October 2015: Clinical Kidney Journal
James A West, Thomas H Louis
Nail-patella syndrome is a rare disorder characterized classically by the tetrad of nail hypoplasia or aplasia, aplastic or hypoplastic patellae, elbow dysplasia, and the presence of iliac horns. Iliac horns are considered pathognomonic, and the presence of hypoplastic or aplastic patellae in conjunction with nail abnormalities is a cardinal feature of diagnosis. Elbow dysplasia is present in most cases and can exhibit features typical of the syndrome. Herein we present the radiographic findings of the elbows, knees, and pelvis of a woman with nail-patella syndrome...
July 2015: Proceedings of the Baylor University Medical Center
Rajesh R Nair, Vavullipathy N Unni, Kadevalappil N Indu, Sheela Nampoothiri, Anil Mathew, George Kurian, Avadaiammal Vimala
Nail-patella syndrome (NPS) is an autosomal-dominant pleiotropic disorder characterized by dyplasia of finger nails, skeletal anomalies and frequently renal disease. In the reported case, genetic analysis revealed a new missense mutation in the homeodomain of LMX1B, presumed to abolish DNA binding (c.725T>C, p.Val242Ala). A missense mutation at codon 725 was identified, where thymine was replaced by cytosine which led to the replacement of valine by alanine at position 242. It was not detected in both parents...
June 2013: Clinical Kidney Journal
Najla Al-Dawsari, Ahmed Al-Mokhadam, Hind Al-Abdulwahed, Nouriya Al-Sannaa
BACKGROUND: Nail-patella syndrome (NPS) is an autosomal dominant disorder with a variable interfamilial and intrafamilial clinical expressivity and penetrance. It is caused by loss-of-function heterozygous mutation in the LIM-homeodomain transcription factor (LMX1B) located on chromosome 9q. The pleiotropic LMB1X gene, a member of the homeogene family, is involved in the development of glomerular basement membrane, dorsoventral limb structures, along with the nails and the anterior segment of the eye...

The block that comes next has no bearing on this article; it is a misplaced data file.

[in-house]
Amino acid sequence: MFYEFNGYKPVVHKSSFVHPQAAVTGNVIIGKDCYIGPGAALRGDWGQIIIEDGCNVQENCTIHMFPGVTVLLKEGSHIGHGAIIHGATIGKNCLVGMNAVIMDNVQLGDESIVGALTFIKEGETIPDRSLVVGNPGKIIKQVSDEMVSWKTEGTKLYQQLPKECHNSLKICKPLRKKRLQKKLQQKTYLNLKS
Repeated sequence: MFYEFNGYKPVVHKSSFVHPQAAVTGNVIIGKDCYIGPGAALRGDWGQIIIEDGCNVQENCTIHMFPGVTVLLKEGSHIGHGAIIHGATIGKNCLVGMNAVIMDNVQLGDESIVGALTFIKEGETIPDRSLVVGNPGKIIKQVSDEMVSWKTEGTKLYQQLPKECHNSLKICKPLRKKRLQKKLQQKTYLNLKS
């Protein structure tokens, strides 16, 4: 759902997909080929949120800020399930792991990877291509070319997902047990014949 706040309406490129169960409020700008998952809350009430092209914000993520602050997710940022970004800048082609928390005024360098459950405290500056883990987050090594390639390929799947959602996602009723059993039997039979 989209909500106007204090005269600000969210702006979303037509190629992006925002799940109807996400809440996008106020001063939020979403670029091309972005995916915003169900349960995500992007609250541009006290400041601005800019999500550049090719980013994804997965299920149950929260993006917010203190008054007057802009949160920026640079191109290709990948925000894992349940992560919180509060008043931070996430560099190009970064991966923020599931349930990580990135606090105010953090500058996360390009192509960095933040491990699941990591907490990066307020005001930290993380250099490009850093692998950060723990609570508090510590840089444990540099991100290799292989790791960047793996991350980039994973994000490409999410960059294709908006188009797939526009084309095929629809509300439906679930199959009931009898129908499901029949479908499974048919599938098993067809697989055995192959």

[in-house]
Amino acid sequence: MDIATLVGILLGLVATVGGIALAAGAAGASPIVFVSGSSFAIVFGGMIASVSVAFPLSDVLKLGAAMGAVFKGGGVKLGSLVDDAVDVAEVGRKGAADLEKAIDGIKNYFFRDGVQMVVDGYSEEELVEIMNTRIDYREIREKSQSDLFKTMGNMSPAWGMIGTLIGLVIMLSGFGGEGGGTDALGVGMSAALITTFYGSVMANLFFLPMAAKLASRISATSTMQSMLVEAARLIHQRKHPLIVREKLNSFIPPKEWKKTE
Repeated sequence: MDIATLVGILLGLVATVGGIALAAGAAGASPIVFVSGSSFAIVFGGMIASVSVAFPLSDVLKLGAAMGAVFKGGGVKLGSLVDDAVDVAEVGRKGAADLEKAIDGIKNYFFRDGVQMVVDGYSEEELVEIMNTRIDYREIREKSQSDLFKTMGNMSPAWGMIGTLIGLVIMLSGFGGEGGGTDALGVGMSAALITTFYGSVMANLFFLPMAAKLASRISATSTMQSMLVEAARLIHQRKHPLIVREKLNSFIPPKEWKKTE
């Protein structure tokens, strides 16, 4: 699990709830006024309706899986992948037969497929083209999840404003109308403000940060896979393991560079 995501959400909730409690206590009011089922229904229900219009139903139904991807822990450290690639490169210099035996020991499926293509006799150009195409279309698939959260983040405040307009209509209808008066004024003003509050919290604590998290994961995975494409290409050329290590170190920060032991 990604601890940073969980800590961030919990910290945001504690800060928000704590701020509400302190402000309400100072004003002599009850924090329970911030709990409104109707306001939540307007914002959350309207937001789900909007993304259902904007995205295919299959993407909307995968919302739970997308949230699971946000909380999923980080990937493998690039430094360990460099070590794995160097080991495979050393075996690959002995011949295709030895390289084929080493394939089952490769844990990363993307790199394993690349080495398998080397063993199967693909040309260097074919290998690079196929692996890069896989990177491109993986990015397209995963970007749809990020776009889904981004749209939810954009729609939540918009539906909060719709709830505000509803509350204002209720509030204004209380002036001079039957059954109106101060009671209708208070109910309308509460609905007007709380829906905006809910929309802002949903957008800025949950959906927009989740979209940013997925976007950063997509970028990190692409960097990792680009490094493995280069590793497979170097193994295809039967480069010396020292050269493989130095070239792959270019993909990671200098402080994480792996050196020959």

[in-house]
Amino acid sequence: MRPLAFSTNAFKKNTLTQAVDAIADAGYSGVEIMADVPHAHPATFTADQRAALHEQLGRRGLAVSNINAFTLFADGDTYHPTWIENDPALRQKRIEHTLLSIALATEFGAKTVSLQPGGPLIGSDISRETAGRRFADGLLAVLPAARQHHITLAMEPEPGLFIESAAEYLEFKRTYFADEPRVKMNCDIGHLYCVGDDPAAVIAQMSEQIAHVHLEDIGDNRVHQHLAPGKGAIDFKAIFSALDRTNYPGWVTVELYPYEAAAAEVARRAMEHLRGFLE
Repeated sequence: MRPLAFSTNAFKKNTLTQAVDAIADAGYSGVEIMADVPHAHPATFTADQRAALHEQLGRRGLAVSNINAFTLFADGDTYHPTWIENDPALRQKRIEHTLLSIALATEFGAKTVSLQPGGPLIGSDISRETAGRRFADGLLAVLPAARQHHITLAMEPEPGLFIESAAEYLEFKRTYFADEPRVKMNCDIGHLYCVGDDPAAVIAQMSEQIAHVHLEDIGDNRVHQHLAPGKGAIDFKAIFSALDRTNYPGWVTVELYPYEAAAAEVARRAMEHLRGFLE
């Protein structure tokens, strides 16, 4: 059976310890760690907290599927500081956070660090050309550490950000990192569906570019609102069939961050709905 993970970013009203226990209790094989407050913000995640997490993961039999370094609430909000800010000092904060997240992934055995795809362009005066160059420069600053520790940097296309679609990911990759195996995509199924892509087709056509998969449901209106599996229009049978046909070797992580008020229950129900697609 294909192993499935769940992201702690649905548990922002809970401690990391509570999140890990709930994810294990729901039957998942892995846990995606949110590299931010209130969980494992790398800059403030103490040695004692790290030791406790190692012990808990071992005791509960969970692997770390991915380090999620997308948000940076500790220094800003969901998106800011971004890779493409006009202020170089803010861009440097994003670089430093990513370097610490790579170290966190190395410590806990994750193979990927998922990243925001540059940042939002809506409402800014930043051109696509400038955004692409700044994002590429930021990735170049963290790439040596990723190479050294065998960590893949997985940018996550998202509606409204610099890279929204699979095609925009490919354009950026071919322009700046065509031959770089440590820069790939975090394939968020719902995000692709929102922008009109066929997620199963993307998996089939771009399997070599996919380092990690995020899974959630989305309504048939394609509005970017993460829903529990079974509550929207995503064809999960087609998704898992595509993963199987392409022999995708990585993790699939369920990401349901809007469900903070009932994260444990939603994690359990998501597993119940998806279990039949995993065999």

November 2015: Journal of Cutaneous Medicine and Surgery
Jamal Ghoumid, Florence Petit, Muriel Holder-Espinasse, Anne-Sophie Jourdain, José Guerra, Anne Dieux-Coeslier, Martin Figeac, Nicole Porchet, Sylvie Manouvrier-Hanu, Fabienne Escande
Nail-Patella Syndrome (NPS) is a rare autosomal dominant condition comprising nail and skeletal anomalies. Skeletal features include dysplastic patellae and iliac horns, as well as scapula and elbow dysplasia. Nephropathy and glaucoma or intra-ocular hypertension can sometimes be present. NPS is due to variants affecting function in LMX1B, which encodes a LIM-homeodomain protein critical for limb, kidney and eye development. We describe the phenotype and the molecular data of 55 index patients and their 39 relatives presenting with typical NPS...